Peter La Terriere, who also has been upped to veep of international production, will work in tandem with Lousberg, who will focus more on the European home front, while La Terriere handles developing opportunities in Russia, the Far East and Latin America.
They will work closely with key local territory managers, notably Paul Steinschulte in Germany, Stephane Huard in France and Jose Luis Hervias in Spain, who have been given more responsibility to develop filmmaker relationships in their regions.
A look at the box office shows why it makes sense for UPI to continue its commitment to investing in local-language fare. In the past few years, the company has had hits with pics like French romantic comedy “Heartbreaker,” which took $29.8 million in Gaul, and biopic “Gainsbourg,” which grossed $9.8 million .
In Spain, “Julia’s Eyes” minted $14.4 million, while Russian and Ukraine auds flocked to the Timur Bekmambetov-produced “Black Lightning,” which grossed $22 million in the two territories.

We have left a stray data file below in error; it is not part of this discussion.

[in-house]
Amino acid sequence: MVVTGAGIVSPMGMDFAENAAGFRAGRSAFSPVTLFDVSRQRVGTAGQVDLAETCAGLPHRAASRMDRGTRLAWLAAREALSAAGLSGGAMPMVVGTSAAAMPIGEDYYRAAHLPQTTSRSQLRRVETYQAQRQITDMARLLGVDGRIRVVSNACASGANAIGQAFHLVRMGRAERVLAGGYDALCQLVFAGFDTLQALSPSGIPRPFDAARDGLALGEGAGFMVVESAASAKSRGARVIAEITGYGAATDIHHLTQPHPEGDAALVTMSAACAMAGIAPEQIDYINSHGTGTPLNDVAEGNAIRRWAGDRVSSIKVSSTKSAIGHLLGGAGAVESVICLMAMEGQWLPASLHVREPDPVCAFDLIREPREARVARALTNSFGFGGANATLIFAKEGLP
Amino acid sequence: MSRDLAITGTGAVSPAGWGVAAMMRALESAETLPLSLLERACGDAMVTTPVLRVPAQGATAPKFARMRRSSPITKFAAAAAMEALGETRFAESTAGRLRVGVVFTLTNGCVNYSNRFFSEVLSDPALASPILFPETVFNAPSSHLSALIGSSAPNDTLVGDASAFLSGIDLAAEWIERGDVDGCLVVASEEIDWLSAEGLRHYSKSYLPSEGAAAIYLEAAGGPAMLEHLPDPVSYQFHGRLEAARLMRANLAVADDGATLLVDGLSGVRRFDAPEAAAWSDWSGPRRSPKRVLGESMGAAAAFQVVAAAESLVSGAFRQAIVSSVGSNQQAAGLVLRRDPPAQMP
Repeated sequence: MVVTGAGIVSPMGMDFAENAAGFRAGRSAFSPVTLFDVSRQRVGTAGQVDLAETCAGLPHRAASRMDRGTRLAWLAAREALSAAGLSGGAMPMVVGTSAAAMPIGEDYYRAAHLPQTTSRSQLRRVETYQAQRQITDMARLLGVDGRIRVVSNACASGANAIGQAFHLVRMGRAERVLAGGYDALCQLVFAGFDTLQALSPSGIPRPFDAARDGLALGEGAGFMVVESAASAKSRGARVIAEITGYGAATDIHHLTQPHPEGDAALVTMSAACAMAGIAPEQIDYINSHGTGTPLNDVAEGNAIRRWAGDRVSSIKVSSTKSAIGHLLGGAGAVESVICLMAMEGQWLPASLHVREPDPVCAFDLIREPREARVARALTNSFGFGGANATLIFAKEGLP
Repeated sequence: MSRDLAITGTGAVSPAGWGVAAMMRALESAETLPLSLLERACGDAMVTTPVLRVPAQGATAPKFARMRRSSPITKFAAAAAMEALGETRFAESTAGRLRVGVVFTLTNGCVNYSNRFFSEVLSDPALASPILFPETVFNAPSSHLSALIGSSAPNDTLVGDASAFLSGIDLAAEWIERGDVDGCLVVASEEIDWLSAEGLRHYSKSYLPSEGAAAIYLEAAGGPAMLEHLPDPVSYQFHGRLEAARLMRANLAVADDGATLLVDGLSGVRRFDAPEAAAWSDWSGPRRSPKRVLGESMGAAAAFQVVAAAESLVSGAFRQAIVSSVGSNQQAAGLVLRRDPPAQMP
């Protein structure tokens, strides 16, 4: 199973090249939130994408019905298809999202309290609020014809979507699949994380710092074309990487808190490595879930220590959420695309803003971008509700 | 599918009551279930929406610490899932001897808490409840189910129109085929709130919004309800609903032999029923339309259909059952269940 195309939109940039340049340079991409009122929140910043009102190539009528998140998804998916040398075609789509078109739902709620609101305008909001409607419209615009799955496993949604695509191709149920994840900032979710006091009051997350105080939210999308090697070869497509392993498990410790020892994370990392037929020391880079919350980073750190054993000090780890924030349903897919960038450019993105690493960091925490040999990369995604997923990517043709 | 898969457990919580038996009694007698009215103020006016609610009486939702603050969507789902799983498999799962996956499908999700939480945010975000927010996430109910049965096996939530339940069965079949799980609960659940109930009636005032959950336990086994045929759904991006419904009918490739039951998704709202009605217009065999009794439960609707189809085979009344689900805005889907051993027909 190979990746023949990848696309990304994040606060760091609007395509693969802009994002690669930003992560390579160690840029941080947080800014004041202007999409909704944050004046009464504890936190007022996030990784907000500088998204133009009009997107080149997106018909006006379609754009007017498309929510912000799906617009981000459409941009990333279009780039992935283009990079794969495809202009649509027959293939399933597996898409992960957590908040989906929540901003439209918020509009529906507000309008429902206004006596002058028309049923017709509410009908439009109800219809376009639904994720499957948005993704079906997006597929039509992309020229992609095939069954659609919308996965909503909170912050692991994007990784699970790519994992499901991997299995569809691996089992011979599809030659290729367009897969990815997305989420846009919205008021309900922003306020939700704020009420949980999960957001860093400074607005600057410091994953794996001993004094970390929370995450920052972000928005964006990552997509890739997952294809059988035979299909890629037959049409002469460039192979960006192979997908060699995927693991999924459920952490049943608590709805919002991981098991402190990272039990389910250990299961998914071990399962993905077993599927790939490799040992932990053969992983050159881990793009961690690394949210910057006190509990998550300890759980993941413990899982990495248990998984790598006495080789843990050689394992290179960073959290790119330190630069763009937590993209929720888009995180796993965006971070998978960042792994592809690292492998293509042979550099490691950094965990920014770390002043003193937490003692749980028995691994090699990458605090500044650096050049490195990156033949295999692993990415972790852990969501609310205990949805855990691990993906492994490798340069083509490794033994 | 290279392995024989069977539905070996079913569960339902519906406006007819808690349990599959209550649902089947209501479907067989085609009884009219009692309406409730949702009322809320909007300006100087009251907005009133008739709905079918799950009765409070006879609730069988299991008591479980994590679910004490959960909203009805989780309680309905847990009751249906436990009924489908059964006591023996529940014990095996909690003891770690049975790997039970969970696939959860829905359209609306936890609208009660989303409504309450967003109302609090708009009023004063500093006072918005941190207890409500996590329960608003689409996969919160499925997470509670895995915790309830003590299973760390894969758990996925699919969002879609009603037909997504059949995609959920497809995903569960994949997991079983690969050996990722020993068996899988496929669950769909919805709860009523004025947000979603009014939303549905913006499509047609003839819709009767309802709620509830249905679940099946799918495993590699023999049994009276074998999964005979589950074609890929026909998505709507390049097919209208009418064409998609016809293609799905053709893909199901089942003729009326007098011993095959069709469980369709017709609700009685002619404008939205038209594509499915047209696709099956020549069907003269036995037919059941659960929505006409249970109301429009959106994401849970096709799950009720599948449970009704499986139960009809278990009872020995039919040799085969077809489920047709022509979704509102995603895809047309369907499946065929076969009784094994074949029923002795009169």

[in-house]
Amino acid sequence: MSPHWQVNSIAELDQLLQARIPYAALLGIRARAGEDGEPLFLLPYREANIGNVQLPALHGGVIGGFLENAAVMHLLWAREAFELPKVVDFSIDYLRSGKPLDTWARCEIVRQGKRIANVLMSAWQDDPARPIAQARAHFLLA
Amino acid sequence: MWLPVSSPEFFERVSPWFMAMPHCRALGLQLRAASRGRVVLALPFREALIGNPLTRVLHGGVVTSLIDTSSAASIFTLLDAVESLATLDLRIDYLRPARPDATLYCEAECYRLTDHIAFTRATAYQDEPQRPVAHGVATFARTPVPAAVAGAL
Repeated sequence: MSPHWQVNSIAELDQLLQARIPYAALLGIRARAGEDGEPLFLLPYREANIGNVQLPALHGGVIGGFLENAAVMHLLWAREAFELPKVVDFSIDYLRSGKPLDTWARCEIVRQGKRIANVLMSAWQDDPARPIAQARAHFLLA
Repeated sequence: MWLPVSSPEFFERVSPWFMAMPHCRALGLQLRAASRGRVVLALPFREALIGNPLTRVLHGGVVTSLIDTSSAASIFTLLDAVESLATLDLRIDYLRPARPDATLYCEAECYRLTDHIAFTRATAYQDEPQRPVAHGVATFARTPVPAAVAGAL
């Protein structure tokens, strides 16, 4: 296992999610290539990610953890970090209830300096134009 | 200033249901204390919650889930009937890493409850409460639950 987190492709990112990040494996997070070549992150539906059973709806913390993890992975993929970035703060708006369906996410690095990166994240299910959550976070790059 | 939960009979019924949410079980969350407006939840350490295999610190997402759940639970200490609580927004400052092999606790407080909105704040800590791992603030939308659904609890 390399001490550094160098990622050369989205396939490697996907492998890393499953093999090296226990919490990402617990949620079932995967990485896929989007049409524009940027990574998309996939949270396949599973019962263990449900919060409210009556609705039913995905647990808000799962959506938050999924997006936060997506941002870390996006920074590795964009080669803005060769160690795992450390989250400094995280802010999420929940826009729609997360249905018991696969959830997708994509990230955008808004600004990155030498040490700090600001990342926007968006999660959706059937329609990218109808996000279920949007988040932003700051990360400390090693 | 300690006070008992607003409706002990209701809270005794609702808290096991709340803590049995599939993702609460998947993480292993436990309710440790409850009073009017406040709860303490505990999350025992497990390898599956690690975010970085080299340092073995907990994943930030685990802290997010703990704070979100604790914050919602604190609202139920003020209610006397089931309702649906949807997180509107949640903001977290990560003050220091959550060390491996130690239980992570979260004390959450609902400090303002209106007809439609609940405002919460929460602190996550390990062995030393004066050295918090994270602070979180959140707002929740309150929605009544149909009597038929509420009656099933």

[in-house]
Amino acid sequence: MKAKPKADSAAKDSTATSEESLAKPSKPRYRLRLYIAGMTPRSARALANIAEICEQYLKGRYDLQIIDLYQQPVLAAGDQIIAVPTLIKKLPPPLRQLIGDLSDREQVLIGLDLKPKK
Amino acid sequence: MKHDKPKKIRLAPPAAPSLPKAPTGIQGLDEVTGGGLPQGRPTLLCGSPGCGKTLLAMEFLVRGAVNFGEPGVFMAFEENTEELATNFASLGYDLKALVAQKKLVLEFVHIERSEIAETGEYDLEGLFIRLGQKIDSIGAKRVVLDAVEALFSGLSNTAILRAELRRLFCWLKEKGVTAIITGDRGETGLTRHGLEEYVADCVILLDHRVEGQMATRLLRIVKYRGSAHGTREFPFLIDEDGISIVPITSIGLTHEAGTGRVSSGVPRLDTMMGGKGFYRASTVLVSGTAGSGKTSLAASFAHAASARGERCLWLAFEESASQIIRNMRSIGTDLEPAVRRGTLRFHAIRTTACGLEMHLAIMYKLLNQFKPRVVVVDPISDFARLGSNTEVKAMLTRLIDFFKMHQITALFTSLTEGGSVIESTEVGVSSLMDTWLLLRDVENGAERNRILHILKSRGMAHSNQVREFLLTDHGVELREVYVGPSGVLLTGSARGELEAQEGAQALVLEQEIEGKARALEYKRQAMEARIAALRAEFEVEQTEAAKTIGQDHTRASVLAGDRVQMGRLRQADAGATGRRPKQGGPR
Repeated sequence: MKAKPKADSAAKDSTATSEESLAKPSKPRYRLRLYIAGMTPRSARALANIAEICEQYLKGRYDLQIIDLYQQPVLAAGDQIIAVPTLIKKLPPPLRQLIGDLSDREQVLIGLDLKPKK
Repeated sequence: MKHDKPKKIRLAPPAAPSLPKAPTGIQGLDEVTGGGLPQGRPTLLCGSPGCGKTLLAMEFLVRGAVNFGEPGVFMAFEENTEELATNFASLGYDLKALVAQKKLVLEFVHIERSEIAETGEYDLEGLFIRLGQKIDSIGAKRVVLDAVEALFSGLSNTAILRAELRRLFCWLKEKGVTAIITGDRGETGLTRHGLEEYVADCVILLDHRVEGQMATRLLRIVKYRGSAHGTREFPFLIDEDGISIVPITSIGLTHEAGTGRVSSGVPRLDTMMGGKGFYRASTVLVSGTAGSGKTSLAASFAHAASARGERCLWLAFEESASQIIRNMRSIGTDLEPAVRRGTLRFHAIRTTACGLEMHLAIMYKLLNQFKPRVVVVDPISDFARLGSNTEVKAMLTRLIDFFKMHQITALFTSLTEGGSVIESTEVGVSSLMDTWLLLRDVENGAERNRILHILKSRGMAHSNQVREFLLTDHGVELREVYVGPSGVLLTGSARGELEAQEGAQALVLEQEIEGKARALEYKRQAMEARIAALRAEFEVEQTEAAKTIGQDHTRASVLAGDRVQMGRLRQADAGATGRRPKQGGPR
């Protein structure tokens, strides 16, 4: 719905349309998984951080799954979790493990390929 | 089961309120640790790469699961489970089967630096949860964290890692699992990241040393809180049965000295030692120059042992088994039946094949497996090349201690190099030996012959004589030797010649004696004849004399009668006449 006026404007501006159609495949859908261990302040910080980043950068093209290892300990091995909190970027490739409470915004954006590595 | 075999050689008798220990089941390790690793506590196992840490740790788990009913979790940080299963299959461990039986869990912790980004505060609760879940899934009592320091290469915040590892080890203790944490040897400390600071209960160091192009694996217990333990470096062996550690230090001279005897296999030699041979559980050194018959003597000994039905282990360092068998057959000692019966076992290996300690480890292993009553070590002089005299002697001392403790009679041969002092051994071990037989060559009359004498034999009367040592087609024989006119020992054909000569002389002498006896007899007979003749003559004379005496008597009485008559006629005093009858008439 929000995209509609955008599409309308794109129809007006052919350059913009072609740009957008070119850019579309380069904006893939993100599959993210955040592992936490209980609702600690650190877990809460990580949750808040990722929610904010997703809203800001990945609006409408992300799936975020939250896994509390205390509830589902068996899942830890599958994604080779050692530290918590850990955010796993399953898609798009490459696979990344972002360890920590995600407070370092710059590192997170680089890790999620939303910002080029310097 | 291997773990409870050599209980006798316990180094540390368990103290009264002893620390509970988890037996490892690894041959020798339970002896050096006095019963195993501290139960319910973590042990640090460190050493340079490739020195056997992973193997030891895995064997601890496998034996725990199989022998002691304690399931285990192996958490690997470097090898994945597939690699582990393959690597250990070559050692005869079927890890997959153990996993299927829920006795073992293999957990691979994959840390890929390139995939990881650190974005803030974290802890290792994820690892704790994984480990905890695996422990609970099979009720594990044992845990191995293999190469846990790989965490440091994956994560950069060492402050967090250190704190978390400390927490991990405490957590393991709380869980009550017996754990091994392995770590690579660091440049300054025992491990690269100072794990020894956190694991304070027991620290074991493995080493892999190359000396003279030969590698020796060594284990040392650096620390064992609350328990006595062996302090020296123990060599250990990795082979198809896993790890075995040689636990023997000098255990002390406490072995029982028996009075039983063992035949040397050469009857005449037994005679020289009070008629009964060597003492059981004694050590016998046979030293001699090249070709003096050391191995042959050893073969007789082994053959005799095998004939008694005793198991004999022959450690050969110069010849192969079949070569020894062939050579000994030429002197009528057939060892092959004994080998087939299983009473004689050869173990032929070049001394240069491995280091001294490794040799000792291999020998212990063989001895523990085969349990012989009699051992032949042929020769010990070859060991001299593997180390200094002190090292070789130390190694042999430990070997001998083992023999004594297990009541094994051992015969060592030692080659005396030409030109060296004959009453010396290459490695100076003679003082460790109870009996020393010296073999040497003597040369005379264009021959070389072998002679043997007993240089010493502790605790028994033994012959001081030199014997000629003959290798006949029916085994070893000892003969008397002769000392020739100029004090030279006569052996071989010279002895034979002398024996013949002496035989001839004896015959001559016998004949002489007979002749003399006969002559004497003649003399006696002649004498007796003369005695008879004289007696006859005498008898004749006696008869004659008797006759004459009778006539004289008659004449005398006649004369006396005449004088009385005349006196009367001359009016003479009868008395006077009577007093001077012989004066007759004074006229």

More recently, December release “Rubbeldiekatz” grossed $19.2 million in Germany, while Spanish pic “Brian Drain 2,” also released in December, grossed $7.1 million in Spain.
“We are still willing and able to invest on short notice,” Kosse says. “That’s effectively the strategy going forward. It is a robust, active and sizable effort. … We are still looking at projects and are (empowered) to invest in those projects.”
But while UPI remains tasked to invest in local productions, there clearly have been changes within the company.